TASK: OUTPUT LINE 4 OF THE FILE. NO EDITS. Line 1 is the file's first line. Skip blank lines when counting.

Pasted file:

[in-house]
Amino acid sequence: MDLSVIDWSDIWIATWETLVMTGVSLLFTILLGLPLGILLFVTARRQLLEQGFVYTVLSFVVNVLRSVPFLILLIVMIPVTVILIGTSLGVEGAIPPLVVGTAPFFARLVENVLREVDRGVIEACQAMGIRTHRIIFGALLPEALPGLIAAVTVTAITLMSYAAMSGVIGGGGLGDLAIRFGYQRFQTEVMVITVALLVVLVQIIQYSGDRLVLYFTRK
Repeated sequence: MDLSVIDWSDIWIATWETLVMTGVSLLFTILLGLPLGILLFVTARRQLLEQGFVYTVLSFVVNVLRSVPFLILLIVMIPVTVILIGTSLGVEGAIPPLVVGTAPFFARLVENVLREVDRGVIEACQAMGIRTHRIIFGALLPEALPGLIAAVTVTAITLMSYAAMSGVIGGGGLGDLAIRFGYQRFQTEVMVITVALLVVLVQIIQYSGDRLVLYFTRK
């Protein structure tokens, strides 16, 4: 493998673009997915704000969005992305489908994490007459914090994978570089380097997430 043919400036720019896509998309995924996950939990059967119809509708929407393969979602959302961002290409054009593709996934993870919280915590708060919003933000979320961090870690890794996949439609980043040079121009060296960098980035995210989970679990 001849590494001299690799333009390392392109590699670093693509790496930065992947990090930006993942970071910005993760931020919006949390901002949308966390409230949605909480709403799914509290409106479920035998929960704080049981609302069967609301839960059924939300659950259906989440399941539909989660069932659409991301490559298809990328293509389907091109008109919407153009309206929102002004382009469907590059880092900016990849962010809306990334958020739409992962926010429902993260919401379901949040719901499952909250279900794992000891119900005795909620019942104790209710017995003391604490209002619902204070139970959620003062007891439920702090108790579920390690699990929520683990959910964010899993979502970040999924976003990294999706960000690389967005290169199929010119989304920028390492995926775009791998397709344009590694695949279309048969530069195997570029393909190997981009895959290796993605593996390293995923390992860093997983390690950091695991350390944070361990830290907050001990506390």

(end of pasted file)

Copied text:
């Protein structure tokens, strides 16, 4: 493998673009997915704000969005992305489908994490007459914090994978570089380097997430 043919400036720019896509998309995924996950939990059967119809509708929407393969979602959302961002290409054009593709996934993870919280915590708060919003933000979320961090870690890794996949439609980043040079121009060296960098980035995210989970679990 001849590494001299690799333009390392392109590699670093693509790496930065992947990090930006993942970071910005993760931020919006949390901002949308966390409230949605909480709403799914509290409106479920035998929960704080049981609302069967609301839960059924939300659950259906989440399941539909989660069932659409991301490559298809990328293509389907091109008109919407153009309206929102002004382009469907590059880092900016990849962010809306990334958020739409992962926010429902993260919401379901949040719901499952909250279900794992000891119900005795909620019942104790209710017995003391604490209002619902204070139970959620003062007891439920702090108790579920390690699990929520683990959910964010899993979502970040999924976003990294999706960000690389967005290169199929010119989304920028390492995926775009791998397709344009590694695949279309048969530069195997570029393909190997981009895959290796993605593996390293995923390992860093997983390690950091695991350390944070361990830290907050001990506390």